The idea behind tax-advantaged retirement accounts like IRAs is for you to use up your retirement savings during your retirement. However, many people pass away before they spend down the entire balance of their IRAs, and that leaves the question of what their heirs need to do with the remaining retirement money.

In this installment of Industry Focus, financials sector analyst Gaby Lapera and Director of Investment Planning Dan Caplinger discuss how IRA inheritance works. As Dan and Gaby discuss in this clip, when you open an IRA, you designate your beneficiaries on a form, and those beneficiaries are the ones who have the right to inherit IRA assets after your death. Spouses have certain rights that other beneficiaries don't, but regardless, your financial institution can help you work through both setting up the inherited IRA and making sure you take money out according to the requirements that govern IRAs in inheritance situations.

A transcript follows the video.

This podcast was recorded on Jun. 6, 2016. 

Gaby Lapera: Say you have an IRA and you kick the bucket. Is it difficult to pass that onto your children or whoever you're sending your inheritance to? Does it matter which type it is, or is it about the same?

Dan Caplinger: No, it's actually easier to get IRA money down to your loved ones after you pass away than it is, in many cases, with ordinary assets. You don't need a will or a trust or anything like that in order to do it. IRAs come with what's called beneficiary designation forms. Every financial institution, when you open up an IRA, you're going to see a sheet in all those papers that you have to sign, and it's going to say, "Who do you want your IRA to go to after you pass away?" And there's going to be a bunch of choices. If you have a spouse, there's going to be a special check-the-box for the spouse, because spousal beneficiaries of an IRA have some special rights that non-spouses don't have. Specifically, if your spouse inherits your IRA, they can just take that money and put it into an account in their own name. They can treat it the same way as they treat their own IRA money that they saved themselves.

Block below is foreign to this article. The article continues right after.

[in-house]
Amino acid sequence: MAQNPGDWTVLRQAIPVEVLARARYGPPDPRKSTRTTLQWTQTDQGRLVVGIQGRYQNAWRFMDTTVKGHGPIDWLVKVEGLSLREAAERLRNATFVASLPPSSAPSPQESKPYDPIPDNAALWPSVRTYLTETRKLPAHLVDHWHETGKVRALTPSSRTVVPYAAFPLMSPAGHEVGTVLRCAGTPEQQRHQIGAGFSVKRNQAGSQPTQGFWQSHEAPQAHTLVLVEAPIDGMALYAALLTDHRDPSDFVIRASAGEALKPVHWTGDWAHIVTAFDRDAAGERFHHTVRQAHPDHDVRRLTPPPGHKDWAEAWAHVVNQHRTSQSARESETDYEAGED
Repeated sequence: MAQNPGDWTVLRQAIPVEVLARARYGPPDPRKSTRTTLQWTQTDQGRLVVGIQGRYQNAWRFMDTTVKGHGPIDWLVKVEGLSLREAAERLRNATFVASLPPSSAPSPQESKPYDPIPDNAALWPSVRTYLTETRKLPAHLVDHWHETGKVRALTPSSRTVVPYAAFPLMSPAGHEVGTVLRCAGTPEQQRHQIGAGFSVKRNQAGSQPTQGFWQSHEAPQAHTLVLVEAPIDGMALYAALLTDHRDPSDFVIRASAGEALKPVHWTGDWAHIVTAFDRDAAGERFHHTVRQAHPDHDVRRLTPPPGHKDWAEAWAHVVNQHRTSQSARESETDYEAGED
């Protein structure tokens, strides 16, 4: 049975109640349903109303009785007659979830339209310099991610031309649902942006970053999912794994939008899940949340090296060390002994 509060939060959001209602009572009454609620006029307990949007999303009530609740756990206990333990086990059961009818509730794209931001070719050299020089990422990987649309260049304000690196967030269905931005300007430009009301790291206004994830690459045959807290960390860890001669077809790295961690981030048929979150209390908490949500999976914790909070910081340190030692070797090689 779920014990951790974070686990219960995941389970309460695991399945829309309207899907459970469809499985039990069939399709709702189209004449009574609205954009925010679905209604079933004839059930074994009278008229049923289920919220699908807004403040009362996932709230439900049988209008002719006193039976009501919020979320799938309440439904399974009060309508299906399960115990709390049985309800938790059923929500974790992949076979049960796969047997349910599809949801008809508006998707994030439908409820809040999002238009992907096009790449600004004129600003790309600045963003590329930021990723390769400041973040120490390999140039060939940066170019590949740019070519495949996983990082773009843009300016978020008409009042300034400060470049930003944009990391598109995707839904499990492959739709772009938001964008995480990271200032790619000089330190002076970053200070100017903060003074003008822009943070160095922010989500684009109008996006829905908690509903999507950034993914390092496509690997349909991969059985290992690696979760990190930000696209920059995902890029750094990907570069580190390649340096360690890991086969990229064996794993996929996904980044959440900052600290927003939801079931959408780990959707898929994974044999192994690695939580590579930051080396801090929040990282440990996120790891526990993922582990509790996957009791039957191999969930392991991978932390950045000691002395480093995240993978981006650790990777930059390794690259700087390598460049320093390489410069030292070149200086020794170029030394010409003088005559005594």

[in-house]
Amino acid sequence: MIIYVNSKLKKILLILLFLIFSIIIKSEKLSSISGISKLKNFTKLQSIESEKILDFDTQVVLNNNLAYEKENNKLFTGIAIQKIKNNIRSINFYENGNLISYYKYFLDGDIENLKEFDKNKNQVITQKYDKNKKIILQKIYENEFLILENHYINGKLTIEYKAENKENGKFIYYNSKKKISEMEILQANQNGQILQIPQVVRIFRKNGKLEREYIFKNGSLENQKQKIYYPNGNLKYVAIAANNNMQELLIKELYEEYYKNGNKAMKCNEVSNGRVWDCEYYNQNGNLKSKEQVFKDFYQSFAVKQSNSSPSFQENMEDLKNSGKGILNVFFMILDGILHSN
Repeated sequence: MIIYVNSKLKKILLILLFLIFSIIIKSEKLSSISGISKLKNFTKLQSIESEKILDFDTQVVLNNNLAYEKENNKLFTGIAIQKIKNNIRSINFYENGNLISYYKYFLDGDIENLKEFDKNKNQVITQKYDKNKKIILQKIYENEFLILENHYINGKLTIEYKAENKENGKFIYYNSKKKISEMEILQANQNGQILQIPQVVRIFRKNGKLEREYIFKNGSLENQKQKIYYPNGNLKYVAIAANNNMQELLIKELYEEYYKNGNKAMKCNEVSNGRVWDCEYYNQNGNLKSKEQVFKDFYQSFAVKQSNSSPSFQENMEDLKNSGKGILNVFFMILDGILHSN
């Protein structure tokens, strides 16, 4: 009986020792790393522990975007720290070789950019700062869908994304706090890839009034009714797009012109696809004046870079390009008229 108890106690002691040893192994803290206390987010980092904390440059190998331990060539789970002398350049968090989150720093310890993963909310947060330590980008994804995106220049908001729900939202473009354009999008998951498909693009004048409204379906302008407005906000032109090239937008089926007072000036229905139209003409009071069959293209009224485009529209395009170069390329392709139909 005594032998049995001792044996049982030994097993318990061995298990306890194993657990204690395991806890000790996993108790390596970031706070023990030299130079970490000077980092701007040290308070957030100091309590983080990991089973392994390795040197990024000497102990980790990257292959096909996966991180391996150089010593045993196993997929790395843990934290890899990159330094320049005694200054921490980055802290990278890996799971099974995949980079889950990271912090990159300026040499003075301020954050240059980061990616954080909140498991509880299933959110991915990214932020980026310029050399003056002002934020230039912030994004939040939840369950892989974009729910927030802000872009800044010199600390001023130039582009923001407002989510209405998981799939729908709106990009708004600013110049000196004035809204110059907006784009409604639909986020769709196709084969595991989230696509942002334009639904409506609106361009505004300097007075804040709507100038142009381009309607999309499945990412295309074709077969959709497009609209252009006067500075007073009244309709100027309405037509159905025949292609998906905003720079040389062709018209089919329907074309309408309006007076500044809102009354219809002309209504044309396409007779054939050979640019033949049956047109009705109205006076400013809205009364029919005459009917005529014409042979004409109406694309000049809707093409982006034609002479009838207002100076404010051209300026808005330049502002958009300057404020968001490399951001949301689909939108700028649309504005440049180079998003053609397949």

With a non-spouse, you can't do that, so what you end up with is what's called an inherited IRA. There's some pretty complex rules about how long you can keep money in that inherited IRA, how fast you need to take it out. But in general, the mechanics of getting that money over to the person who you want to inherit that money is very simple. It's just a matter of, you fill out that form, you put their name and information on there, and then when you pass away, that heir can come in to that financial institution and say, "This person named me to inherit this IRA," and then that person will sign the forms that you signed to set it up, and they'll treat it the way they need to treat it going forward.

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